|OS family||Microsoft Windows|
|September 3, 2002|
|October 29, 2002|
|Latest release||2005 Update Rollup 2 (5.1.2715.3011) / October 14, 2005|
|Kernel type||Hybrid kernel (Windows NT)|
|Graphical user interface|
|License||Proprietary commercial software|
|Official website||microsoft.com/windowsxp/mediacenter (Archive site)|
Windows XP Media Center Edition (MCE) is a version of the Windows XP operating system which was the first version of Windows to include Windows Media Center, designed to serve as a home-entertainment hub. The last version, Windows XP Media Center Edition 2005 Update Rollup 2, was released on October 14, 2005. After that, Windows Media Center was included in certain editions of later Windows versions. It was an optional, paid addition to Windows 8 and then discontinued in Windows 10. Windows XP Media Center Edition reached end of support on April 8, 2014, along with most other Windows XP editions.
Windows XP Media Center Edition has had the following releases, all based on Windows XP Professional with all features enabled except domain-joining ability disabled in Windows XP Media Center Edition 2005 and Terminal Services in the original release.
To determine the underlying edition of Windows XP on which a particular revision of MCE is based, the System Properties Control Panel applet can be used. To determine the revision of MCE that is being used, select the About Media Center option from the General -> Settings area inside MCE.
Main article: Windows Media Center
Windows XP Media Center Edition is distinguished with its exclusive component, Media Center, a media player that supports watching and recording TV programs, as well as playing DVD-Video, photo slideshows, and music. Media Center sports a user interface that is optimized for use from a distance with large fonts and icons.
Unlike competing commercial DVR products, Microsoft does not charge a monthly subscription fee for its Media Center TV guide service.
Due to its strict hardware requirements, Microsoft opted not to supply Media Center as an independent retail version. Microsoft only distributed it to MSDN subscribers and original equipment manufacturers in certain countries.[which?] Consumers purchase Media Center preinstalled on a new computer, set-top box or embedded device.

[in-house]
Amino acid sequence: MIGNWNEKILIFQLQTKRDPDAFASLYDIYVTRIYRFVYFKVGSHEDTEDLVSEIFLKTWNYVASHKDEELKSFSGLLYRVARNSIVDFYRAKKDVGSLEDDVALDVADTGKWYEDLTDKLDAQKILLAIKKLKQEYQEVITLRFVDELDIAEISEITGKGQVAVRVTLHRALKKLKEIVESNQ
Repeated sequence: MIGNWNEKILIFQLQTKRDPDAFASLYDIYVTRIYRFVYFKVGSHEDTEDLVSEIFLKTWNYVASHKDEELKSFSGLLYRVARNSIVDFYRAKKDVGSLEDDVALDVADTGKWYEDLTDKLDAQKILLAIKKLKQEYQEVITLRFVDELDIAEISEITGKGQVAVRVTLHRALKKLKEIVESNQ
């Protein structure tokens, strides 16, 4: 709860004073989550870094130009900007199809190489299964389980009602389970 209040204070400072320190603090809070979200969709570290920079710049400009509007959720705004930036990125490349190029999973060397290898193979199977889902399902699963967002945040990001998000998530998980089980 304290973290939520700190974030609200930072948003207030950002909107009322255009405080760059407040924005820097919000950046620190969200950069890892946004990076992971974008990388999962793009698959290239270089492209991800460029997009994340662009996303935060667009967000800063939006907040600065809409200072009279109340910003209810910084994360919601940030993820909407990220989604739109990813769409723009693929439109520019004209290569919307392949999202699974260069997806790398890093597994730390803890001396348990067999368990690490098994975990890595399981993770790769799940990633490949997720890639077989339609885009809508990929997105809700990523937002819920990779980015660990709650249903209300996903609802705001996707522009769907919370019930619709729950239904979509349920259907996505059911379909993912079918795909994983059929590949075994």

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Media Center has higher hardware requirements than other editions of Windows XP. MCE 2005 requires at least a 1.6 GHz processor, DirectX 9.0 hardware-accelerated GPU (ATI Radeon 9 series or nVidia GeForce FX Series or higher), and 256 MB of System RAM. Some functionality, such as Media Center Extender support, use of multiple tuners, or HDTV playback/recording carries higher system requirements.
Media Center is much more restricted in the range of hardware that it supports than most other software DVR solutions. Media Center tuners must have a standardized driver interface, and they must have hardware MPEG-2 encoders (this was changed as companies such as ATI wrote drivers to support MCE 2005 with their All-In-Wonder cards and HDTV Wonder cards), closed caption support, and a number of other features. Media Center remote controls are standardized in terms of button labels and functionality, and, to a degree, general layout.
Windows XP Media Center Edition could be directly upgraded to Windows Vista Home Premium or Windows Vista Ultimate.
Support for Windows XP Media Center Edition under Microsoft's consumer product lifecycle policy was planned to end on April 13, 2010, however, in July 2009, Microsoft extended the support window to July 12, 2011. This date would be then extended again on December 31, 2010 to a final end of support date of April 8, 2014, citing support volumes in emerging markets as the reason for the extension.
Windows XP Media Center Edition retail availability ended as planned on April 14, 2009.